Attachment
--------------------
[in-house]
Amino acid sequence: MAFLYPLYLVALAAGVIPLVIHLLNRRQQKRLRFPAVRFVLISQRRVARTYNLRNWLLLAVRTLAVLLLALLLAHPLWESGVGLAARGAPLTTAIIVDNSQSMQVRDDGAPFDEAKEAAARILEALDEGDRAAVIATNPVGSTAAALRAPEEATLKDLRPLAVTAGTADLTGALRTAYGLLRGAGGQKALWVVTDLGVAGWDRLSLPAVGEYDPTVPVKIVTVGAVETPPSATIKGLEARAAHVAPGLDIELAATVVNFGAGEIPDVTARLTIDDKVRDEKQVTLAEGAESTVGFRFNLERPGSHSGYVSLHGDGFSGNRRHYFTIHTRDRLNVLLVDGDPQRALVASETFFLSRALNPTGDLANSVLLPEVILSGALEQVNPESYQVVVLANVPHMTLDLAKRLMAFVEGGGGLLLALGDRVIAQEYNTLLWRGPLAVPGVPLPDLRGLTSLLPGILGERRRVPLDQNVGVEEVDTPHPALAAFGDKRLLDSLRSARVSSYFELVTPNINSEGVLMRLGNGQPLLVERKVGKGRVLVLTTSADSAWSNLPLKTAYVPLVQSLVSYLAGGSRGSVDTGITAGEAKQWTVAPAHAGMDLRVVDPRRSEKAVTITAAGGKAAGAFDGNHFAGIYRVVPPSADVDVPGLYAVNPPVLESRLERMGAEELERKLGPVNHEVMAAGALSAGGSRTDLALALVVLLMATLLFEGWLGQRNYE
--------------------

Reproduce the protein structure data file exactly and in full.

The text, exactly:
[in-house]
Amino acid sequence: MAFLYPLYLVALAAGVIPLVIHLLNRRQQKRLRFPAVRFVLISQRRVARTYNLRNWLLLAVRTLAVLLLALLLAHPLWESGVGLAARGAPLTTAIIVDNSQSMQVRDDGAPFDEAKEAAARILEALDEGDRAAVIATNPVGSTAAALRAPEEATLKDLRPLAVTAGTADLTGALRTAYGLLRGAGGQKALWVVTDLGVAGWDRLSLPAVGEYDPTVPVKIVTVGAVETPPSATIKGLEARAAHVAPGLDIELAATVVNFGAGEIPDVTARLTIDDKVRDEKQVTLAEGAESTVGFRFNLERPGSHSGYVSLHGDGFSGNRRHYFTIHTRDRLNVLLVDGDPQRALVASETFFLSRALNPTGDLANSVLLPEVILSGALEQVNPESYQVVVLANVPHMTLDLAKRLMAFVEGGGGLLLALGDRVIAQEYNTLLWRGPLAVPGVPLPDLRGLTSLLPGILGERRRVPLDQNVGVEEVDTPHPALAAFGDKRLLDSLRSARVSSYFELVTPNINSEGVLMRLGNGQPLLVERKVGKGRVLVLTTSADSAWSNLPLKTAYVPLVQSLVSYLAGGSRGSVDTGITAGEAKQWTVAPAHAGMDLRVVDPRRSEKAVTITAAGGKAAGAFDGNHFAGIYRVVPPSADVDVPGLYAVNPPVLESRLERMGAEELERKLGPVNHEVMAAGALSAGGSRTDLALALVVLLMATLLFEGWLGQRNYE